“Defund Police” is an offensive sound bite. Its appeal and widely proclaimed message nullifies the more important changes that are needed that lie beneath the motto. It turns people off and stokes fears within the public. It started as a reaction to public airings of instances of alleged police brutality and other happenings where it appeared that law enforcement had screwed up.
Does this mean that cops can act inappropriately and in error? You bet! A recent news report indicated that Washington taxpayers have paid over $34 million in settlement claims against police abuses.
Is every police officer bad? No! But, one bad cop tarnishes every cop and leads to unfounded generalizations about the quality of law enforcement. This perception is aided by the fact that recent press reports have shown that bad cops are either not fired or when they move on to other departments, as their discipline histories are not shared. In April, a Crosscut investigation identified 183 officers across Washington state who had been flagged by prosecutors for issues such as lying, filing inaccurate reports, using excessive force or being racially biased, yet who still worked as cops. These officers are tracked using tools commonly called Brady lists, after a 1963 U.S. Supreme Court decision. Even so, there are few if any consequences for bad behavior. The Criminal Justice Training Commission is charged with investigating and decertifying police officers, but this is a fledging effort to date.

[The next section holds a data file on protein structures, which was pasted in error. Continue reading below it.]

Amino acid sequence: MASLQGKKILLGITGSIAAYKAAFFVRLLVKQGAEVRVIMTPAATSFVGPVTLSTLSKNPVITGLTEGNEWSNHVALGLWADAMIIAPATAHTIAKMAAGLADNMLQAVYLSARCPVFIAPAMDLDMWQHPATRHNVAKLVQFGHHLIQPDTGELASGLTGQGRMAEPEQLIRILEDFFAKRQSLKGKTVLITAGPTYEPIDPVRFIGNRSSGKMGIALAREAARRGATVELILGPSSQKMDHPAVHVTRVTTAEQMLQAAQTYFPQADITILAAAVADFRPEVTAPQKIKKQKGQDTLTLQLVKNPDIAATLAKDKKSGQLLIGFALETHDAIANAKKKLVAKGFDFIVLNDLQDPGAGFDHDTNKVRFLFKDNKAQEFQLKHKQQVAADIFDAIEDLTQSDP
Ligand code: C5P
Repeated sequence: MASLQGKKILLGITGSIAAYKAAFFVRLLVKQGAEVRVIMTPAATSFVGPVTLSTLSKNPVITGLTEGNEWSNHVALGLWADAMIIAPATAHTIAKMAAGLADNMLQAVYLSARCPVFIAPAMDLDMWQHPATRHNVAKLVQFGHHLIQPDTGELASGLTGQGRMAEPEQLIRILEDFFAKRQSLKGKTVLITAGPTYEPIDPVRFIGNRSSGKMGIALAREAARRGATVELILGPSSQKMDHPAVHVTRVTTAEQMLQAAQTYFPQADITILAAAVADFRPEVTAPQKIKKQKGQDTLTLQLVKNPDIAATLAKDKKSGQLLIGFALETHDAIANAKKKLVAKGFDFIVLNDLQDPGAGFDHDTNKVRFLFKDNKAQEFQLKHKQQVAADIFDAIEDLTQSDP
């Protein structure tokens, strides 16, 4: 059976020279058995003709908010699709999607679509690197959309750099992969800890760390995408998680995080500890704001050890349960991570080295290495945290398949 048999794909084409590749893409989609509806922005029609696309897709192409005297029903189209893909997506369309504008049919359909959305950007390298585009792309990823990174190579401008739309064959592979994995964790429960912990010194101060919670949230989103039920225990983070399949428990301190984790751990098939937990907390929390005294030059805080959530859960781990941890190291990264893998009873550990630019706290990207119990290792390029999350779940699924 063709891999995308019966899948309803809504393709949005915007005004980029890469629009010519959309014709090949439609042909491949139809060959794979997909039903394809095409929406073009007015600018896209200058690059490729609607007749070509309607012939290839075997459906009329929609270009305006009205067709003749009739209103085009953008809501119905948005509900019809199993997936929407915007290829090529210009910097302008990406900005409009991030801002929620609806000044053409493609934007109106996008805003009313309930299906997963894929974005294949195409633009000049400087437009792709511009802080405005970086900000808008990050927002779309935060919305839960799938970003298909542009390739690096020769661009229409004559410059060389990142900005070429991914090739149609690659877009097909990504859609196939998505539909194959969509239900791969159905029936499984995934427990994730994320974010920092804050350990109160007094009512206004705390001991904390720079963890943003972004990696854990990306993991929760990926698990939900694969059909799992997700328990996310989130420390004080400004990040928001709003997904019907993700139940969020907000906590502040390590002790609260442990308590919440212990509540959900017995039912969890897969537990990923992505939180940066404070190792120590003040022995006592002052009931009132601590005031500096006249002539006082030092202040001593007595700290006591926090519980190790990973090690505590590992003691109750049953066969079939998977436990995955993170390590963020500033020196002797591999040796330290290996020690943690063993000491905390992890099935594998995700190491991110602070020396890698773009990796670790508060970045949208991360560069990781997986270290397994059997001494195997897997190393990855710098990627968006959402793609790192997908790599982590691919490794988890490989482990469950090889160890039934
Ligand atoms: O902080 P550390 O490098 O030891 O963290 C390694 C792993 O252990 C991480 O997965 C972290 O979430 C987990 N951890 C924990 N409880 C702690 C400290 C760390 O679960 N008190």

This is wrong and should be corrected. Holding law enforcement accountable for their behavior is no different than their holding citizens accountable for behavior. The standard should be the same. However, shouting ‘defund’ is not the way to achieve such change. This takes funding, not cuts. Law enforcement agencies need adequate funding and support for their mission to protect the citizenry and to reform how they investigate their personnel.
Chanting ‘Defund Police’ doesn’t address the problem at all. It is such an extreme statement that creates a counter statement that is just as extreme, not to mention it diminishes the credibility of those wishing change.
Fred Yancey, Olympia
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